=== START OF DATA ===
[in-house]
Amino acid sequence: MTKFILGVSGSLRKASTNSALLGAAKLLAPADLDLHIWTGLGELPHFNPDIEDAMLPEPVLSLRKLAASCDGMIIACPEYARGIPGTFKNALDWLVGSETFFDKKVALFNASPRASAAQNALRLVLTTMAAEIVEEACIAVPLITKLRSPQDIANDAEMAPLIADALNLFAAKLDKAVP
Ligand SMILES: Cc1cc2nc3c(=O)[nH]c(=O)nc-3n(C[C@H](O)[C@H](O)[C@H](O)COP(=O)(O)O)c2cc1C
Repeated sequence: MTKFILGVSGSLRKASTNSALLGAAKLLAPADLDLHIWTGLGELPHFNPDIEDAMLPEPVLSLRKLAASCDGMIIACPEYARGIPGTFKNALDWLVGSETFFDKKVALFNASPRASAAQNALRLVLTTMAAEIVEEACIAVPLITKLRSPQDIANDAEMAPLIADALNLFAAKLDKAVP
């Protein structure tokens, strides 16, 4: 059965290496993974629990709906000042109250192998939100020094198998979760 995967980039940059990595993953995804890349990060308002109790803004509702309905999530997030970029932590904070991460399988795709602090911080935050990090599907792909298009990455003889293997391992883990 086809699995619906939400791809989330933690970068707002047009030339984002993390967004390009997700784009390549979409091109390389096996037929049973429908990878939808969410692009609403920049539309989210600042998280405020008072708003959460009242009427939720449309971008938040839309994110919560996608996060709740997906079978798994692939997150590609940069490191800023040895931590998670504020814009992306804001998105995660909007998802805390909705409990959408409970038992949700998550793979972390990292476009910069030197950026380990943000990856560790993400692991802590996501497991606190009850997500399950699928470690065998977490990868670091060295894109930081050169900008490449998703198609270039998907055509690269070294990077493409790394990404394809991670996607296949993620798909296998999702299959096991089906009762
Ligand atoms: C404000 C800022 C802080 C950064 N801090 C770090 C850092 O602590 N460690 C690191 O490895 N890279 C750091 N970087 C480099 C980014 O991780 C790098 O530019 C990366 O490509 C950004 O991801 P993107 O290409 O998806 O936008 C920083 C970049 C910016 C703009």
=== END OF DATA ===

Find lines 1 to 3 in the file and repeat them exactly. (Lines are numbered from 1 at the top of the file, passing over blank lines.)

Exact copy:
[in-house]
Amino acid sequence: MTKFILGVSGSLRKASTNSALLGAAKLLAPADLDLHIWTGLGELPHFNPDIEDAMLPEPVLSLRKLAASCDGMIIACPEYARGIPGTFKNALDWLVGSETFFDKKVALFNASPRASAAQNALRLVLTTMAAEIVEEACIAVPLITKLRSPQDIANDAEMAPLIADALNLFAAKLDKAVP
Ligand SMILES: Cc1cc2nc3c(=O)[nH]c(=O)nc-3n(C[C@H](O)[C@H](O)[C@H](O)COP(=O)(O)O)c2cc1C